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Julie's Blog


Real Estate Agents & Educators Agree: Fee-For-Services to Accelerate in Next Five Years



1. The quantity of motion of a moving body, measured as a product of its mass and velocity.

2. The impetus gained by a moving object. 

Comes from Latin, “moment”---now


It’s here---palpable momentum in fees-for-services for real estate professionals, allowing consumers to select the services they need and pay what they’re worth. As evidenced in the 2011 Inman Compensation Survey, over 1,000 brokers and agents were polled with the question, “What type (or types) of fee structures for real estate services do you believe will become popular within the next 5 years?”  A whopping 36% of respondents believed that real estate professionals will be paid fees-for-services compared to percentage commissions that will occur only 43% of the time.

And the momentum continues.   At the international Real Estate Educators’ 2011 conference held last month in Las Vegas, a similar question was raised in a real estate trends forum where attendees voted electronically using a hand-held device:  The question posed, “Do you agree with the Inman 2011 Compensation survey, that fee-for-services real estate compensation could become 36% or more of the marketplace in the next five years?”  An overwhelming 62% of the nearly 200 real estate educators in attendance voted “yes, fees-for-services could become 36% or more of the marketplace by 2016.”  

What’s causing this new-found momentum in the real estate profession?  In part, to paraphrase the snowclone made popular by Clinton campaign strategist James Carville, ”it’s the economy, ____.”  Equity is drying up at the speed of light, causing agents to look elsewhere for professional compensation and re-think the one-hundred year old traditional business model.  This is compounded by the sheer volume of short sales and foreclosures, putting control of what equity remains, in the hands of lenders and other third-party companies.  If real estate sellers don’t have equity, professionals will need to either do more pro bono work (not that they don’t do enough already!) or embrace new ways to be compensated like other types of professionals…with fees for services rendered.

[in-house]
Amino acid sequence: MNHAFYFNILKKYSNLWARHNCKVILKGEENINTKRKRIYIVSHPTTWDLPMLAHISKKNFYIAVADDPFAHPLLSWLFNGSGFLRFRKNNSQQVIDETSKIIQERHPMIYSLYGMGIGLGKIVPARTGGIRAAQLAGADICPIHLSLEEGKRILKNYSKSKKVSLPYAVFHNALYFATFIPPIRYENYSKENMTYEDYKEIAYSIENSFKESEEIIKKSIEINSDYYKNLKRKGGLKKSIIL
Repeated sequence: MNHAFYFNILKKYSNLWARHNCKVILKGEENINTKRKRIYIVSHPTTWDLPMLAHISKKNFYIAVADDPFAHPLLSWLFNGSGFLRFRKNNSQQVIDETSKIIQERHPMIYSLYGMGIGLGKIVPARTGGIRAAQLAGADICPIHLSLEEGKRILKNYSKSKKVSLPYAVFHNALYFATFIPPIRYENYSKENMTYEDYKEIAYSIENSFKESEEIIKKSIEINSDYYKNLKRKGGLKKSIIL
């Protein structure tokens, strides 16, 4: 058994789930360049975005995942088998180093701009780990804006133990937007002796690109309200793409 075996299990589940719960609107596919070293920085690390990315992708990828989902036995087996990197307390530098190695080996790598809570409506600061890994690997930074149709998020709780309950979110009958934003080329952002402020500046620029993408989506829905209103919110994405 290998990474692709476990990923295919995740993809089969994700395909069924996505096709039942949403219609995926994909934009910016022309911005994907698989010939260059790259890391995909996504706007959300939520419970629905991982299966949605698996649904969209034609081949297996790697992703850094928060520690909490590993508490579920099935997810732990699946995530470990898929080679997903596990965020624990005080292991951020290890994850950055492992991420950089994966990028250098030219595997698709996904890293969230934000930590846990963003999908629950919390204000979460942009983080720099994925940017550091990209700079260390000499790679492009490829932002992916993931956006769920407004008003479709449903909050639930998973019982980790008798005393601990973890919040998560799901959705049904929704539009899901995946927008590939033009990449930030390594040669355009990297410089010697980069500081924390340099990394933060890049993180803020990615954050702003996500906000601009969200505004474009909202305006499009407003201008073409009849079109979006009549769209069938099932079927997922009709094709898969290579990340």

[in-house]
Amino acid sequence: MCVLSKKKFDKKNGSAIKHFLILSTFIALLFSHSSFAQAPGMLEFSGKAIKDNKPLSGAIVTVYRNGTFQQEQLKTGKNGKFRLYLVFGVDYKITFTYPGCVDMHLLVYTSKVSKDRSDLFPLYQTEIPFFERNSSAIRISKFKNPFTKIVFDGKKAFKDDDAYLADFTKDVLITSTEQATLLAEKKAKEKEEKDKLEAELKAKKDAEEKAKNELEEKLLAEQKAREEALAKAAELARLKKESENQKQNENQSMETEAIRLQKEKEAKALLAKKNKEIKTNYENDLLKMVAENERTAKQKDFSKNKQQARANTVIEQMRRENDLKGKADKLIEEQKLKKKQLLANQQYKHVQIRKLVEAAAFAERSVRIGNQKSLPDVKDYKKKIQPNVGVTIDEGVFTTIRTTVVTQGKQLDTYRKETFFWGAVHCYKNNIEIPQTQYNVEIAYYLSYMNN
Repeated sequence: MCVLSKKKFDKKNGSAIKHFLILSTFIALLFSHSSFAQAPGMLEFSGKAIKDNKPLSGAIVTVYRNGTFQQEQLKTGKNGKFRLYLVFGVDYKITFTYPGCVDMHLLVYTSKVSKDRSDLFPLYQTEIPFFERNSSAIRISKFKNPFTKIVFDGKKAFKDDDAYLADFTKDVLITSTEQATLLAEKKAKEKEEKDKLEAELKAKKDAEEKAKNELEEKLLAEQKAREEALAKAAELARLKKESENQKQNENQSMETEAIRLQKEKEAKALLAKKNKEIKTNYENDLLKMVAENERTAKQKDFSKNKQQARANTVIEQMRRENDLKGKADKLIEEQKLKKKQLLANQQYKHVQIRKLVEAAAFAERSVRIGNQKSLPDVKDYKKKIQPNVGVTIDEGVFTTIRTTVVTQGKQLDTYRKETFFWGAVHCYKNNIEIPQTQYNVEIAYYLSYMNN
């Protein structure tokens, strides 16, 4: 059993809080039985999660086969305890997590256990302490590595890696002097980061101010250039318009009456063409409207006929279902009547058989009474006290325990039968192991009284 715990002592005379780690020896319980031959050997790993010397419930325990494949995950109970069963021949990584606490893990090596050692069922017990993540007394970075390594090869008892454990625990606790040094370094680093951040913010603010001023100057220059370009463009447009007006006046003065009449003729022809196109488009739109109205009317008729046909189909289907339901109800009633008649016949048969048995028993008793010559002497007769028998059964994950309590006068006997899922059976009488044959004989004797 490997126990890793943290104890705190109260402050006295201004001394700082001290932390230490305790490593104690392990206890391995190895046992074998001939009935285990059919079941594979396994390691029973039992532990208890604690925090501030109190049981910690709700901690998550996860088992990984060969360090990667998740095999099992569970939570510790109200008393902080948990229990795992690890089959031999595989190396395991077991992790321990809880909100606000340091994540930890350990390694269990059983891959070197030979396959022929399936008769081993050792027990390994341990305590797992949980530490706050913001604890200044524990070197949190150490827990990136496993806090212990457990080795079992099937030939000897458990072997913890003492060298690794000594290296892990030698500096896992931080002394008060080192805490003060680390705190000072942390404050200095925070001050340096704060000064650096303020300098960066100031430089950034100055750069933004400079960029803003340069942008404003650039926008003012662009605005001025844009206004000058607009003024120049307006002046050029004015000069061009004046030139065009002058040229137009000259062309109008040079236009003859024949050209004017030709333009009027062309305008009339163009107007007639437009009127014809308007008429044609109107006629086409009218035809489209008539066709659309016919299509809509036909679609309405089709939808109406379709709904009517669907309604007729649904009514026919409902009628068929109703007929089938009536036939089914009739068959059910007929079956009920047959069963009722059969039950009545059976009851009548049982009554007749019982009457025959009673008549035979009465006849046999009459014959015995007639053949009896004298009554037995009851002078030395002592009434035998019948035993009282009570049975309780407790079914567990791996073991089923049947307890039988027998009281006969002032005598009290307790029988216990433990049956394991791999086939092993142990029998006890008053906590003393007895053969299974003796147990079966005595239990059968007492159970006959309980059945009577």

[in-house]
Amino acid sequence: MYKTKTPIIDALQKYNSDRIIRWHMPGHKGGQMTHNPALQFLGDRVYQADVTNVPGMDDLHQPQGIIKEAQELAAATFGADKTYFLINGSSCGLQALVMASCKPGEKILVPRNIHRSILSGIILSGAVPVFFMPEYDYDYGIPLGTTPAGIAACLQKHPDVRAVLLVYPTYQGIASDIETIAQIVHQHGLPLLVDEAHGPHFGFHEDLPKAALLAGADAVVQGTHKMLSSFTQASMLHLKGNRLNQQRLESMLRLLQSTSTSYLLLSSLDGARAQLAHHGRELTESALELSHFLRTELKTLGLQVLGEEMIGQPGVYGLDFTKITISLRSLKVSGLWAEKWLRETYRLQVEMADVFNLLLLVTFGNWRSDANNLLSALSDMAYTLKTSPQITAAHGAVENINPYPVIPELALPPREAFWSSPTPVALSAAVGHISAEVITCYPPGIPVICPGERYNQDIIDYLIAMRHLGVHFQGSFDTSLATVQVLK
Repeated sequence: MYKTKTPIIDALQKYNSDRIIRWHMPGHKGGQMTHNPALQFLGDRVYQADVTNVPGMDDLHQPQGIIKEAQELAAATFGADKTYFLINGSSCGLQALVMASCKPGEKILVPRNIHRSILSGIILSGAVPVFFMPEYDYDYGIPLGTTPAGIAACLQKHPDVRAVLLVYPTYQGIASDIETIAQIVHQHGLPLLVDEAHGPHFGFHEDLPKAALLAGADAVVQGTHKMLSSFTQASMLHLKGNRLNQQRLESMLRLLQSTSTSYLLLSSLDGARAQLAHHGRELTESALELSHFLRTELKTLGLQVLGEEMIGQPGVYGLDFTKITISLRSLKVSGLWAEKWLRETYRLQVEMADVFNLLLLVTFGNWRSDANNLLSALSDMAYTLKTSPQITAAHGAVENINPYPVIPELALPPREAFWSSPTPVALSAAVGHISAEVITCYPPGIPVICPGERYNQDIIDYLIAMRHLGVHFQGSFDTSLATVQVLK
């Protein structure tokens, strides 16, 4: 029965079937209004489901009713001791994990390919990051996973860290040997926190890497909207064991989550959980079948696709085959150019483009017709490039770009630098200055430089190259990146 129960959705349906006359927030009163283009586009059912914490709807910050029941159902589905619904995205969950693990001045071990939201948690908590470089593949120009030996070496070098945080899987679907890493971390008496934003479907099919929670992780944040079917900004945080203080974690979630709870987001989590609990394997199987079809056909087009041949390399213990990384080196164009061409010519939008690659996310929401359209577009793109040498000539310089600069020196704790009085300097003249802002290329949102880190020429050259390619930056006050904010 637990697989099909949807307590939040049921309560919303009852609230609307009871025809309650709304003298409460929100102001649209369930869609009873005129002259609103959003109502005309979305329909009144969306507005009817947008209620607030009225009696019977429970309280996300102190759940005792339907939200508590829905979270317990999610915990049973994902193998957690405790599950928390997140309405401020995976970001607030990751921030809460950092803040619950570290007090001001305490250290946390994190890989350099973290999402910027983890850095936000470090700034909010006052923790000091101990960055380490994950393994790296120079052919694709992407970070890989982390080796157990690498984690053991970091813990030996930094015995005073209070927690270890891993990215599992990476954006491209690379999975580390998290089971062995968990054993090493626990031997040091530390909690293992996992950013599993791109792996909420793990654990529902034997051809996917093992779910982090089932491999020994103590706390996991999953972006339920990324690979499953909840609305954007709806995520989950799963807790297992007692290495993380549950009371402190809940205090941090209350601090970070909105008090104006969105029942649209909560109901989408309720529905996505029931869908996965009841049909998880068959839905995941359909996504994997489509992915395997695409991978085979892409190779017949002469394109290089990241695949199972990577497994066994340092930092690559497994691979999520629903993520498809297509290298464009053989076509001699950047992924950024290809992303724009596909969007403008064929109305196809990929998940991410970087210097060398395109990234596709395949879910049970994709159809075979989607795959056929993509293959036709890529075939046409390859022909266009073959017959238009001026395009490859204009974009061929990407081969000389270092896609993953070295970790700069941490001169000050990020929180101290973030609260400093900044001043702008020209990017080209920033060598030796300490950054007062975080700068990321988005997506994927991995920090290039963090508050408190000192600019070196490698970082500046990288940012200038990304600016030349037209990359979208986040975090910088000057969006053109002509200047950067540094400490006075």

But the momentum is also being churned by consumers who are sick and tired of not having stronger control of the real estate process, the services they receive, and how they pay for them.  And if the real estate meltdown taught them anything, it’s to be more vigilant about what they buy, how much they pay, and whom they work with.  Cost-effective homeownership is the new mantra of the reinvented consumer; and what and how they pay for professional services is a huge part of that equation.

It will be interesting to see just how accurately the projections play out in the next few years.  But the facts are clear.  Momentum is occurring.  And with it, the need to think outside of the box, provide consumers with a more transparent process, and embrace this “moment” and momentum for true change.






Commission-ectomy Coming Your Way? The Statistics Are Frightening!


Well, the verdict is in....eroding real estate equity is having a huge impact on how real estate professionals get paid...and the statistics are frightening! It's estimated that 70% of homeowners have a mortgage; and today, the aggregated loan-to-value ratio on those mortgages is a whopping 88.4% on the average----that means that the typical mortgaged homeowner has less than 13% equity in the property! (And, for states hard-hit like Florida and Nevada, that percentage could be on the high side).